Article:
DENVER, CO —You do not belong here. Those are the signs strategically posted throughout my city to remind people who have nowhere to belong that we don’t care about them as much as we care that their poverty remains invisible to us.
We have designed our cities and systems of care to negate responsibility for our neighbors and to blame people who have nothing for existing at all. You cannot even sleep on our dirt and when you decide to shit in the alley we will arrest you. Sorry there are no bathrooms. You do not belong here. You do not belong.
Homeless people are not a problem. The problem is us and our unwillingness to see people who are homeless as our neighbors. They are not the problem, we are! You are! I am.
Not me who prays and goes to Church and takes my children to soccer practice. Not me who donates to charity and serves meals at soup kitchens. Not the you who argues with your friends at the bar about Trump’s policies. That is the good you! I’m talking about the me and you addicted to our oblivion. I’m taking about the you and I who turns away from making eye contact less we make time to be human or maybe even Christian.
One morning I was being swept by the police not ten feet away from Snooze, a hip breakfast diner where the patrons had a front row seat to the atrocities being committed against their fellow neighbors. The police, poor people being swept systematically and you and I eating pancakes without a care in the world. As though it were entirely normal that people have their basic shelter stripped away from them when temperatures are sub-freezing.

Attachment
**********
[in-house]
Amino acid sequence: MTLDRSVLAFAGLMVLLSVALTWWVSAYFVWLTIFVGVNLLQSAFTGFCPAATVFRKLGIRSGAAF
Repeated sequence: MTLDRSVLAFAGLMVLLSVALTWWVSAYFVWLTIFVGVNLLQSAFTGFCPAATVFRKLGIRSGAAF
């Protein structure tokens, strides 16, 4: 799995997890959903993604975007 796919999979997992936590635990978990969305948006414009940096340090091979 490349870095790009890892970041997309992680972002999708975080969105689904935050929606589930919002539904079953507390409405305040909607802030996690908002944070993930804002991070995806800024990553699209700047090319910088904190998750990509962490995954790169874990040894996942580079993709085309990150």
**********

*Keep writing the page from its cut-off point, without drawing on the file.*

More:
It could easily have been me eating the pancakes or taking my girls to a baseball game or on my way to an important meeting. Oppression is domesticating. We are colonized by an entire normative framework designed to keep us from disrupting our comfort and convenience. I worked hard for this warm latte and to hell with everyone else, I have a busy day ahead of me. God I wish somebody would do something. (I have no idea what to do and so I don’t do anything.) Don’t worry girls, the police are here to help them. (Really? What else should I be telling my eight year-old daughters.)
We have built sand castles around our profane delusions to protect ourselves from our collective complicity. Our complicity becomes duplicity when we actually believe the lies so that our neighbor can be swept away while we return to eating pancakes. Evils is no joke.
It is we, not them, who do not have the courage to be human. It is we who have lost our humanity. There is the rub. Our oblivion has a cost. It does not matter that we know it or not. The proof is in the city we have failed to create and our willful malevolence.